Benefit Claims:

  • In Shappie v. Minster Machine Co. Restated Non-Bargaining Employees’ Retirement Plan, 11 CV 3405, 2012 WL 2819280 (6th Cir. July 11, 2012), the Sixth Circuit affirmed a district court ruling granting summary judgment in favor of a plan on the grounds that the plan’s decision not to take into account a participant’s housing allowance in the participant’s benefit calculation was not arbitrary and capricious. The terms of the plan stated that a participant’s monthly earnings were to be included when calculating the participant’s retirement benefit. The plan defined “monthly earnings,” in part, as “the Participant’s regular monthly rate of earnings as reported for Form W-2 purposes divided by the applicable number of months in the calendar year.” Plaintiff argued that his housing allowance was included on his W-2 as a taxable fringe benefit, and thus, should be taken into account when calculating his retirement benefit as provided for by the unambiguous terms of the plan. The Sixth Circuit held that the terms of the plan were not “unambiguous,” and, as such, deferred to the plan to interpret the definition of “monthly earnings.” The court also found that a conflict of interest existed because the members of the plan committee making the benefit determination were also the company executives, but determined that the conflict did not result in the plan’s decision being arbitrary and capricious.
  • In Walker v. Fed. Exp. Corp., No. 11–5201, 2012 WL 285580 (6th Cir. July 11, 2012), the court determined that plaintiff’s claim for life insurance benefits was not viable under ERISA § 502(a)(2) because plaintiff sought individualized relief, and not relief relating to the plan as a whole. When plaintiff’s husband, Mr. Walker, worked for FedEx, the company paid his life insurance premiums. After suffering a stroke, Mr. Walker took a leave of absence, and began remitting premiums on his own behalf. Mr. Walker was terminated because his illness prevented him from returning to work. Upon termination, he had the right to convert to an individual life insurance policy. Plaintiff alleged that Mr. Walker did not receive the conversion notices, and sued for breach of fiduciary duty after the window to convert the policy expired. The court unequivocally rejected plaintiff’s claims that the Supreme Court’s ruling in LaRue v. Dewolff, Boberg and Assoc., Inc., 552 U.S. 248 (2008), allowed recovery, holding that LaRue is limited by its facts to permit individualized relief under Section 502(a)(2) only for fiduciary breach claims relating to defined contribution plans. Because plaintiff’s claims did not concern a 401(k) plan, and were individualized in nature, the court ruled that recovery was not available under Section 502(a)(2). The court also affirmed the lower court’s conclusion that ADP was not a fiduciary within the meaning of ERISA because (i) the terms of the service provider agreement did not grant discretionary authority to ADP over the management of the plan, and (ii) ADP did not perform a fiduciary function with respect to any aspect of its involvement with the plan. Finally, the court affirmed the district court’s finding that ERISA does not contain any provision that requires a plan administrator to provide notice to plan participants other than a summary plan description and information of the benefits plan as set forth in 29 U.S.C. §§ 1021(a)(1) and 1022, and therefore rejected plaintiff’s argument that ERISA required defendants to notify individuals of their life insurance conversion rights.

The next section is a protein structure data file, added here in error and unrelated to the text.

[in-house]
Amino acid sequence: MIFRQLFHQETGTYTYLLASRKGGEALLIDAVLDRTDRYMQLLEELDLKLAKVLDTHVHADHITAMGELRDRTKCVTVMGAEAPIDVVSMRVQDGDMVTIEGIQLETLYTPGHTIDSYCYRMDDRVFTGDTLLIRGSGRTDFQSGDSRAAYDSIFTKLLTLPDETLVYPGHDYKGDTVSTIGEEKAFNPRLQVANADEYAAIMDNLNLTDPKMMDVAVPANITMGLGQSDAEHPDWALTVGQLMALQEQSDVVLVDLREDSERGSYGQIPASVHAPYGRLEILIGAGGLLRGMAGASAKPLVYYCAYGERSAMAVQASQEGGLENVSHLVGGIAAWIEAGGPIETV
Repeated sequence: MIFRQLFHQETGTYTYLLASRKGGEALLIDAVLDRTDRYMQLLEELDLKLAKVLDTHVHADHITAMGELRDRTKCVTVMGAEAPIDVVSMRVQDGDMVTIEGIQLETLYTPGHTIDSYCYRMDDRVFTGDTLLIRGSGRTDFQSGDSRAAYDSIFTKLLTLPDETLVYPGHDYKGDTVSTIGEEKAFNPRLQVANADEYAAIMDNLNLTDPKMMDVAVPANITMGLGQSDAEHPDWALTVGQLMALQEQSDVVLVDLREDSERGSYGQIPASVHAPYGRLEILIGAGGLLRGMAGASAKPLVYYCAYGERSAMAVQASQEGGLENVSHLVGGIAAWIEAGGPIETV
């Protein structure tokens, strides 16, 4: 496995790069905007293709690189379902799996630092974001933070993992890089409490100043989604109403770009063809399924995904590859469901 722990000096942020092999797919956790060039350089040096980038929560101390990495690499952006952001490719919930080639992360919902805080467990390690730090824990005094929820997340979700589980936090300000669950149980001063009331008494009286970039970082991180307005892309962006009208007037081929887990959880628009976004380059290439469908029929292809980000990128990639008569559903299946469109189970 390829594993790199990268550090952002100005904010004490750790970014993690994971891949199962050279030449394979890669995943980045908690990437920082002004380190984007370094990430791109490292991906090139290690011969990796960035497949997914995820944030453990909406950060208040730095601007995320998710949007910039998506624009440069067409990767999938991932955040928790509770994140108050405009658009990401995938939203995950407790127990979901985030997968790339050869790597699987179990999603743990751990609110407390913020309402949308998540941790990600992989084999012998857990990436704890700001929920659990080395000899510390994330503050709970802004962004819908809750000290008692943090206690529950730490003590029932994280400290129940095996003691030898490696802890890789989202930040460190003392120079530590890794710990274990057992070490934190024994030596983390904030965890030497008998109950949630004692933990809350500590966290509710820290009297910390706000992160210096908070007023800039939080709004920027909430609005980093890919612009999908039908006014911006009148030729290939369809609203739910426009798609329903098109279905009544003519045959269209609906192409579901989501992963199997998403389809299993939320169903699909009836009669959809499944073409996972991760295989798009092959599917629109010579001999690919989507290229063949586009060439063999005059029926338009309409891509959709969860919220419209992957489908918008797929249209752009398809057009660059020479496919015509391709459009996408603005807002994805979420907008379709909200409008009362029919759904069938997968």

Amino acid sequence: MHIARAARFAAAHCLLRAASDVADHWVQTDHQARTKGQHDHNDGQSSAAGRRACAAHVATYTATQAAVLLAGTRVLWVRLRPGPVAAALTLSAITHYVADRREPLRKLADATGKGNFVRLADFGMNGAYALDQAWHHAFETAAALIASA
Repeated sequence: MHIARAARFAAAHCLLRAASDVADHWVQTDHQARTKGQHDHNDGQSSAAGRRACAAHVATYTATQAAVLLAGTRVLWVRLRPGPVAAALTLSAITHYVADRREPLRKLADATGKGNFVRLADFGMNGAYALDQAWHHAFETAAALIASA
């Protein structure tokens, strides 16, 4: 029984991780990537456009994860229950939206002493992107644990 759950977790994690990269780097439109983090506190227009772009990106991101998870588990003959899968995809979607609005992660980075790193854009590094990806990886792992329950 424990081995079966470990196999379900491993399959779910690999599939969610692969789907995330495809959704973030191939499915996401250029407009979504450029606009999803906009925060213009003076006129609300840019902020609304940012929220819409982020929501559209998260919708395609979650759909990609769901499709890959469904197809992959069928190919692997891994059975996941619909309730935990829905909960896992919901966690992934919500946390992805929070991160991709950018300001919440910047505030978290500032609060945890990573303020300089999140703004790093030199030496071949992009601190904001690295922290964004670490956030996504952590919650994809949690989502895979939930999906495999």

• In Killian v. Concert Health Plan, No. 11-1112 (7th Cir. July 12, 2012), the Seventh Circuit granted rehearing en banc to revisit whether plan representatives have a fiduciary duty to affirmatively disclose information on the plan’s out-of-network providers to a plan participant (Killian). In its April 2012 decision, the panel affirmed summary judgment in favor of the plan, concluding that a denial of benefits for out-of-network treatment could not be an abuse of discretion, even though the plan’s customer-service representatives failed to inform the participant that the provider at issue was out-of-network. The court distinguished an earlier decision in a similar case, reasoning that Killian had offered no evidence that he had inquired as to the provider’s status, or that an affirmative duty to disclose was otherwise triggered. In requesting rehearing, plaintiff maintained the panel’s April ruling creates an intra-circuit conflict, noting the dissent’s emphasis on evidence suggesting the plan’s representatives should have known the participant’s inquiries related to the provider’s in-network status. A more detailed description of the April panel opinion in Killian is in the May 2012 edition of the Newsletter.